Rochester Business Journal
July 24 2015
Imagine: You are ill and go to your doctor for help. Unbeknownst to you, your doctor is on the payroll of a pharmaceutical firm, and he gets a cut of all the sales he makes of a particular drug. You describe your symptoms, and the doctor prescribes medication.
It happens to be the same medication that he gets a commission for. The medication won’t quite kill you, but it won’t help you either.
While this sounds like an unlikely scenario, it is precisely what happens every day in the investment industry. The Department of Labor, with backing from the White House, recently proposed a rule that would address at least part of this problem. The rule would make all those giving investment advice to retirement plans (employer-sponsored plans as well as individual retirement accounts) fiduciaries who would be legally required to act in the best interest of their clients.
It may seem obvious that investment professionals would be required to act in the best interest of their clients, but that is not always the case. Registered investment advisers are registered with and overseen by the Securities and Exchange Commission, and are required to live up to a fiduciary standard. Brokers and insurance agents, on the other hand, are held to a lesser standard of “suitability” that does not require them to act solely in the interest of their clients. Making things even more confusing, brokers often refer to themselves as financial advisers or investment advisers, but that does not mean they are always acting in a fiduciary capacity.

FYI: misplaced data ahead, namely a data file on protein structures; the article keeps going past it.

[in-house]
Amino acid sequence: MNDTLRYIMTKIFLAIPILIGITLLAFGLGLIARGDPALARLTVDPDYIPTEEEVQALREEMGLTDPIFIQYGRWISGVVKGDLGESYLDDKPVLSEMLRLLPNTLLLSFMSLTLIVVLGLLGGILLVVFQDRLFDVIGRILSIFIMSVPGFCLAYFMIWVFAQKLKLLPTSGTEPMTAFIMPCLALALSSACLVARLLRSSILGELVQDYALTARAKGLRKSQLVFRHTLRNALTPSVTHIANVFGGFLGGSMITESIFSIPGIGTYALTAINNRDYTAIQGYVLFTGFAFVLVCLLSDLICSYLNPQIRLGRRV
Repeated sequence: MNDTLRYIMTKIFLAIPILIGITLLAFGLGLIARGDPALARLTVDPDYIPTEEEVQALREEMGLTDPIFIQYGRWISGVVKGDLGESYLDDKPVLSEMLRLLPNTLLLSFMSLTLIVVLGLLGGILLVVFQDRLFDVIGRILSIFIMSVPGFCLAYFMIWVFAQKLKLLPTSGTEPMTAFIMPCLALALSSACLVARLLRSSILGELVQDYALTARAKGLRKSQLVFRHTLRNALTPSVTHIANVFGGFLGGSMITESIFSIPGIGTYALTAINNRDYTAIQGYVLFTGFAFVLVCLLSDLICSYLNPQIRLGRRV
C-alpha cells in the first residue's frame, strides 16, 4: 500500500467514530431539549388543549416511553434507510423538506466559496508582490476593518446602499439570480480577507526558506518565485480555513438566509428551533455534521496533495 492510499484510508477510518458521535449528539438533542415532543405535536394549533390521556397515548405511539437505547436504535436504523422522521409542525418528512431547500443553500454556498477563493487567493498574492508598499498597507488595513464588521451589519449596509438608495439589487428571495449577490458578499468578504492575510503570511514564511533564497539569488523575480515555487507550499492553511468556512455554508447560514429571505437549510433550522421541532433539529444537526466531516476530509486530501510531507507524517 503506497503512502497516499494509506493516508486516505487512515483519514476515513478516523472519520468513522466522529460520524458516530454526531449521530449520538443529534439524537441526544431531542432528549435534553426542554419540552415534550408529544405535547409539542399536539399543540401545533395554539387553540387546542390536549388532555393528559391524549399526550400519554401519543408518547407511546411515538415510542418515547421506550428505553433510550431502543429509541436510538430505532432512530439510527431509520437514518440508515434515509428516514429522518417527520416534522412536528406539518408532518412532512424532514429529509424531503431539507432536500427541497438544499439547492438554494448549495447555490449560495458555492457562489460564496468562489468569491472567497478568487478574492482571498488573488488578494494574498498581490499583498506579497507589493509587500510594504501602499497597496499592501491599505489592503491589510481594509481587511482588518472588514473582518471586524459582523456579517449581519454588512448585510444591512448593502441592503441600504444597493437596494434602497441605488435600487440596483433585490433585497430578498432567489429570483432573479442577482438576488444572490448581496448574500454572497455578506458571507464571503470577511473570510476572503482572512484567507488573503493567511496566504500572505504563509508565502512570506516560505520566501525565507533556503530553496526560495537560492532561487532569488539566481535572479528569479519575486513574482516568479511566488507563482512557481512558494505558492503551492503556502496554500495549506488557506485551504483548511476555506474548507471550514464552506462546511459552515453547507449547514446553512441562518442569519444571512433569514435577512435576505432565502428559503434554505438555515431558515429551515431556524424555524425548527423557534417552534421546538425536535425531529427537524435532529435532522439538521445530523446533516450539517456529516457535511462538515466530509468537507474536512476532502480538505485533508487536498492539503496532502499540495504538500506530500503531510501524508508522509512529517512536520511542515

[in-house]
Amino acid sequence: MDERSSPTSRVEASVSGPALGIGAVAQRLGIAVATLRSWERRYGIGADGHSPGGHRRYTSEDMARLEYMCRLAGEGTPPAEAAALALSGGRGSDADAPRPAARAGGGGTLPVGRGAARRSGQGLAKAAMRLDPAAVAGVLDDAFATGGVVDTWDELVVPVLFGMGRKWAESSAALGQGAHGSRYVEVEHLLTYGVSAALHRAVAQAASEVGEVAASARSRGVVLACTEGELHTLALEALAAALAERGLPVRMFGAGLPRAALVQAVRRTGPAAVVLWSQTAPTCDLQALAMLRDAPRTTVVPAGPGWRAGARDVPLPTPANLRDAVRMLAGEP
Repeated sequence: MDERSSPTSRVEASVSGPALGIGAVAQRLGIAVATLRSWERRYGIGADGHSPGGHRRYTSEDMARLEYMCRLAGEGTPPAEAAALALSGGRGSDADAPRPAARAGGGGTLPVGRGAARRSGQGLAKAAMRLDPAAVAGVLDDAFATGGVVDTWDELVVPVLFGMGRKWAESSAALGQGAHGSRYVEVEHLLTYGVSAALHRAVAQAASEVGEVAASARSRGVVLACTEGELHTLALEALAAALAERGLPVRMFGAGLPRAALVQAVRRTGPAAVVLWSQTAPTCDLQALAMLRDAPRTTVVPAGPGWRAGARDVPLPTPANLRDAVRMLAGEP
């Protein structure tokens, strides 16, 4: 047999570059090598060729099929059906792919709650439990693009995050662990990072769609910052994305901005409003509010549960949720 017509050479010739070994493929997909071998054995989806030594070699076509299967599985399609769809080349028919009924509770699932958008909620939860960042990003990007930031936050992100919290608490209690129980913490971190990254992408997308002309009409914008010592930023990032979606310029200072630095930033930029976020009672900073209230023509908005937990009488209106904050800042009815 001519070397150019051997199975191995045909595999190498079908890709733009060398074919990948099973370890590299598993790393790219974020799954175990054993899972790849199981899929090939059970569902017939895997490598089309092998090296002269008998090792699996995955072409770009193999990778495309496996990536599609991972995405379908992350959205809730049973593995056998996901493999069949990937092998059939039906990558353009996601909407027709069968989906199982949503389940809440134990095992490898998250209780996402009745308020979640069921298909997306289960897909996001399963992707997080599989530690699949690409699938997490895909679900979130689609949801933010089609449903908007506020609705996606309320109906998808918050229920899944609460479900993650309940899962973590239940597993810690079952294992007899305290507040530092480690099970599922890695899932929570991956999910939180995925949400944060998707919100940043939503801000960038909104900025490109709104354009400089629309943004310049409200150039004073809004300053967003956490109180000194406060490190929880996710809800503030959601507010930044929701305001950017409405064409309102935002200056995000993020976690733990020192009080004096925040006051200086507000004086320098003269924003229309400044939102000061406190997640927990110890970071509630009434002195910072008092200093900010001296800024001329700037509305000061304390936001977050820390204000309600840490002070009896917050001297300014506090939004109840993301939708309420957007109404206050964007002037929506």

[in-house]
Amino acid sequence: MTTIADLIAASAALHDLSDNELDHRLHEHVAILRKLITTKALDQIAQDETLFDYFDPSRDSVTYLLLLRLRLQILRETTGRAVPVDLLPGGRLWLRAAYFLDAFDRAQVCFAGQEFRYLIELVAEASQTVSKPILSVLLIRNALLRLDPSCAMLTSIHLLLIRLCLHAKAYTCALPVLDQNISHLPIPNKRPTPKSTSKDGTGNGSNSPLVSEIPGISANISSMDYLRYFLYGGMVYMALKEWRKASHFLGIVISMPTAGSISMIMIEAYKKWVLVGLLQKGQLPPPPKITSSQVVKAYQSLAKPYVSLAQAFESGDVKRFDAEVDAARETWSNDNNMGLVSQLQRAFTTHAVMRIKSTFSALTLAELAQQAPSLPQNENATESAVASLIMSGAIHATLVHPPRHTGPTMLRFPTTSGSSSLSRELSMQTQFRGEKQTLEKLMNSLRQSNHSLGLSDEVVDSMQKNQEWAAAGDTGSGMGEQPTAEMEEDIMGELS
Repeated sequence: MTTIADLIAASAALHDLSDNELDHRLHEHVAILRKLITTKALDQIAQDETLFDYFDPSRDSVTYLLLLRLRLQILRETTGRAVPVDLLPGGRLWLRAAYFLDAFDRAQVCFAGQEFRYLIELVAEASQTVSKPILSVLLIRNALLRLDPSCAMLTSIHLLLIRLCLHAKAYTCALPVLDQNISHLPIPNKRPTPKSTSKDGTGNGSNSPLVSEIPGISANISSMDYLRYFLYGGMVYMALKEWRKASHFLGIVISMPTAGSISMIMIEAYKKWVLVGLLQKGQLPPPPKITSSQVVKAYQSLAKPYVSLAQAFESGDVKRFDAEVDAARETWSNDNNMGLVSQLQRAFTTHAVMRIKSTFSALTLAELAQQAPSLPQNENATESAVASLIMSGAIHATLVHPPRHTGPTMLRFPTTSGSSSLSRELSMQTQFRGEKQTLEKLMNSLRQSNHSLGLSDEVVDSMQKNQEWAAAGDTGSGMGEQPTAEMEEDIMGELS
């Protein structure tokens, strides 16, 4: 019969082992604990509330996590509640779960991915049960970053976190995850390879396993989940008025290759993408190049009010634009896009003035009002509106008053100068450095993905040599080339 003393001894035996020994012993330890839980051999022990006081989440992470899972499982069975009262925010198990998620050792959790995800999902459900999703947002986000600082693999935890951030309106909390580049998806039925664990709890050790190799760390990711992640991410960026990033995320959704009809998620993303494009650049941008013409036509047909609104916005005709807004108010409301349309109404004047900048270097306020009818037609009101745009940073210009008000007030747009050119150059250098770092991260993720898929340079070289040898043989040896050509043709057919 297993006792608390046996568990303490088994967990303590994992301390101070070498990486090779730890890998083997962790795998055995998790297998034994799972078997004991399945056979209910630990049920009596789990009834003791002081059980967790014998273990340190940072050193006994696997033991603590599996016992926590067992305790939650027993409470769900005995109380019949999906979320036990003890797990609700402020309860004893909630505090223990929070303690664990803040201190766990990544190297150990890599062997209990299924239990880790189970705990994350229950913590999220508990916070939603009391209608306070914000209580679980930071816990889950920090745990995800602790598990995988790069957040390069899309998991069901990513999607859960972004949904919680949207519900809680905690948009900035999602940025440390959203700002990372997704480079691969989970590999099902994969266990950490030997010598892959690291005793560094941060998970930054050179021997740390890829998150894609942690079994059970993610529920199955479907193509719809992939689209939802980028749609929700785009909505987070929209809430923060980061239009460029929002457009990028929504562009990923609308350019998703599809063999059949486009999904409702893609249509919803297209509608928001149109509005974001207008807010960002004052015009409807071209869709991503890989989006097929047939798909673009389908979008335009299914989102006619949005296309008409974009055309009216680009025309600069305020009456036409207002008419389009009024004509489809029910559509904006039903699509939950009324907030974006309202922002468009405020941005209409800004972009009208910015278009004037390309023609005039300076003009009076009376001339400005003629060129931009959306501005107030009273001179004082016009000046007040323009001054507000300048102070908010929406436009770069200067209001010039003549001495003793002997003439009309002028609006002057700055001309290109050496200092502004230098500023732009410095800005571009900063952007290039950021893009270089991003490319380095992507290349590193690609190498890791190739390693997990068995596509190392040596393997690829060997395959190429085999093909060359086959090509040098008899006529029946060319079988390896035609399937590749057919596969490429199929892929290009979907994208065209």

What this means from a practical perspective is that your broker, faced with recommending two similar investment offerings, will often choose the one that maximizes his compensation, which likely will result in reduced returns for you. While non-fiduciary investment professionals may argue that they are able to serve two masters, that is to simultaneously earn high fees for themselves and also provide solid returns to their clients, the evidence is not supportive.